In 2011, Carpenter could have an impact in the major-league pen, first throwing heavy doses of smoke and then getting players to chase with darting sliders. He isn’t going to be as effective in longer spots, throwing in the low 90s with average-at-best control. His secondaries also don’t look so hot when you get multiple looks at the arm. Carpenter will play much better in short stints, and even though his ceiling in the pen isn’t elite, he has impact potential in the late innings.

Prospect #5: Josh Vitters
Who: The third overall pick in the 2007 draft, Vitters is drifting dangerously close to “bust” status in the prospect world. Despite the fact that he has one of the fastest bats in the minors, tool actualization has eluded the high-ceiling talent, and 2011 might be his make-or-break year.
What Could Go Right in ’11: As the great Lou Brown once said, “It’s starting to come together, Pepper. It’s starting to come together.” Now I have no idea who Pepper is, but Lou Brown quotes, regardless of the context, have a place in my world. As it happens to pertain to Vitters, I think he has a chance to put it all together in 2011, which might cause Cubs fans to 1) Question my sanity, 2) Start rioting in the streets, or 3) Both.

When I look at Vitters, I see crazy bat speed and excellent strength, but I also see an impatient hitter, closer to a young Dominican than a 21-year-old former top-three pick. I get the fact that he loves to get his bat in the zone and test his ability to touch anything thrown. That’s an awesome party trick. But making contact on bad balls is a quick ticket out of advanced baseball, and without a better all-around approach, Vitters might just find himself at the peak of his developmental arc.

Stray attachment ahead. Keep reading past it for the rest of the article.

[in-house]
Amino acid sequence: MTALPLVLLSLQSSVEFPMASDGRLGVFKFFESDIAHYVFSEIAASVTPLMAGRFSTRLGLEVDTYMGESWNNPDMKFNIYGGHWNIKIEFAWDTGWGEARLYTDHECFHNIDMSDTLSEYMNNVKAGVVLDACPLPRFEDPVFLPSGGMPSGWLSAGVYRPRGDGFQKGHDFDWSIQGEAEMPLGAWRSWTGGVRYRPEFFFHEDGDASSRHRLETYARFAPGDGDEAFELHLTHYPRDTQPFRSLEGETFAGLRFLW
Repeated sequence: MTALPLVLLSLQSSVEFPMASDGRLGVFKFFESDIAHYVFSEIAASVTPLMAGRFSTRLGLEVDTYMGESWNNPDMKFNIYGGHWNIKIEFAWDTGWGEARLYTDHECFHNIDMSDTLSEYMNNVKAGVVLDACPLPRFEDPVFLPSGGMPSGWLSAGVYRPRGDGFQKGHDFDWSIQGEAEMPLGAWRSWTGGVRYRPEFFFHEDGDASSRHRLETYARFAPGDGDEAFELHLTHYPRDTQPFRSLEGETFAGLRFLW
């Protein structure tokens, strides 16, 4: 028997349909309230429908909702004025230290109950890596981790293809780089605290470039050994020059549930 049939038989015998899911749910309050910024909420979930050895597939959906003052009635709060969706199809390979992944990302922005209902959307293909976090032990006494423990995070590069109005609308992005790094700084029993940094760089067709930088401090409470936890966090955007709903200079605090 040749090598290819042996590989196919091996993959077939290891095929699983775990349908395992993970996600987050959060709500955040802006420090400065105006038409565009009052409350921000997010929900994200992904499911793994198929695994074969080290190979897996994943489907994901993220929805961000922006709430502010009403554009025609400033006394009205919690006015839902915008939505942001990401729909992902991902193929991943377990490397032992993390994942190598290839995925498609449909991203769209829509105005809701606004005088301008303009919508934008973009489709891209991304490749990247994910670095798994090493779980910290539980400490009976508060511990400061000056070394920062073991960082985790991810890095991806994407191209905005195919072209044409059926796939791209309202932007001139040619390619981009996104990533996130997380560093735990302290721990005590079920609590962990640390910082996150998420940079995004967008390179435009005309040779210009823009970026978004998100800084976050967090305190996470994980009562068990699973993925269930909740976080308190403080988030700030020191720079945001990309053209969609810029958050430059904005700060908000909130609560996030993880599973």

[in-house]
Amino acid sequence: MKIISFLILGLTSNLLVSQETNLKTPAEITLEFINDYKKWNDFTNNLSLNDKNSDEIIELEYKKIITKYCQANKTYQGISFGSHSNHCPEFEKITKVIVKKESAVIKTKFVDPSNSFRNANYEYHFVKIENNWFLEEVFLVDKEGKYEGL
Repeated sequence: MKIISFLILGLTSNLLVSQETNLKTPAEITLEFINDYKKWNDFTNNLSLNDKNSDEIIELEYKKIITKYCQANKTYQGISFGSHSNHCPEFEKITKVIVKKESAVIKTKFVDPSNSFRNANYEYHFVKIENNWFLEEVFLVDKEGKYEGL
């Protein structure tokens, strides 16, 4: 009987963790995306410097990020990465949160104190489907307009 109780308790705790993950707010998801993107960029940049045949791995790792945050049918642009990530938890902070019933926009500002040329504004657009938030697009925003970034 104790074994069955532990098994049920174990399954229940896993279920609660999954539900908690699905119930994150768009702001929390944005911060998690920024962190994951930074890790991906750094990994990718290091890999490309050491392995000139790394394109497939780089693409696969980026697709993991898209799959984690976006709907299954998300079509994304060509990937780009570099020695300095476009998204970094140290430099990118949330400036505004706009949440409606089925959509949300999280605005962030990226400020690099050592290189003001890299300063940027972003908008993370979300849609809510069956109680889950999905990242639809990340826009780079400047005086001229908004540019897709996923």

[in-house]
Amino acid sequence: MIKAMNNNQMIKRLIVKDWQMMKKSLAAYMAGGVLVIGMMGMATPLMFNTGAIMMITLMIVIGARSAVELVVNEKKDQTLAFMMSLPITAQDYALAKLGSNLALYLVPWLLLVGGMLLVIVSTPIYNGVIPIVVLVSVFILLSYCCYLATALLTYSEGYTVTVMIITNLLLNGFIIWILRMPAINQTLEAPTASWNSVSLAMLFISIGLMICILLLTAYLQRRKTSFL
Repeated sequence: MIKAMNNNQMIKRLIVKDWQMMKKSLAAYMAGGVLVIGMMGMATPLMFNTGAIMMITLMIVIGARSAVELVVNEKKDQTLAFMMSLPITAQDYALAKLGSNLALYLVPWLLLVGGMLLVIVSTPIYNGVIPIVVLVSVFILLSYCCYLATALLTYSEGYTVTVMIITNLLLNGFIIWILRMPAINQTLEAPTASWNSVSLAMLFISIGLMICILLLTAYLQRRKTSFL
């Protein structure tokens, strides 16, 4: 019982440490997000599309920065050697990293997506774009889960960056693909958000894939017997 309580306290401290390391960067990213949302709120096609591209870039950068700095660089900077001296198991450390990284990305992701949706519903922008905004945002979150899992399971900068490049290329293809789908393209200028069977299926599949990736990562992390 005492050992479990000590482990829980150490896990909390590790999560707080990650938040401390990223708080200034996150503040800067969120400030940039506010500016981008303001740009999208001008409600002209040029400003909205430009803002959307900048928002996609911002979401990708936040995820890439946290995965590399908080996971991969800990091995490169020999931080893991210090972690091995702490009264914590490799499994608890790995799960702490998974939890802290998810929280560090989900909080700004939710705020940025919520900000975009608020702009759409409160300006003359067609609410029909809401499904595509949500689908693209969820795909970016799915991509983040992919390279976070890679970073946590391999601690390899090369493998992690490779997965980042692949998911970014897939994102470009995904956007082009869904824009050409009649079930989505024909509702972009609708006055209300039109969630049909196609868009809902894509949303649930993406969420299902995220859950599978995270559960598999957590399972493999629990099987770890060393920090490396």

What could go right in 2011 is really about putting the tools together with a more mature approach. Vitters is a gifted hitter, perhaps owner of one of the best raw hit tools in the minors. But his offensive attributes have been suppressed by his approach, and unless that takes a turn in ’11, it could be all she wrote, at least as far as his prospect status is concerned. Now, if Vitters can learn to lay off bad balls (remember: It’s not that he swings and misses, it's that he swings and connects, which leads to poor contact and poor strength utilization), he can work himself into more favorable counts and situations. It’s not out of the realm of possibility for an ultra-aggressive hitter to find a more moderate approach to hitting, but it's certainly not a given that these intrinsic habits can be refined. Personally, I think Vitters will show more maturity at the plate in 2011 and work himself back into Chicago’s plans for the future. While I don’t think he will become the star his draft status suggests is possible, I do think his offensive attributes can eventually find a home at the highest level. Dream on that.  

Jason Parks is an author of Baseball Prospectus. 
Click here to see Jason's other articles. You can contact Jason by clicking here

Related Content:  Chicago Cubs,  The Who,  Josh Vitters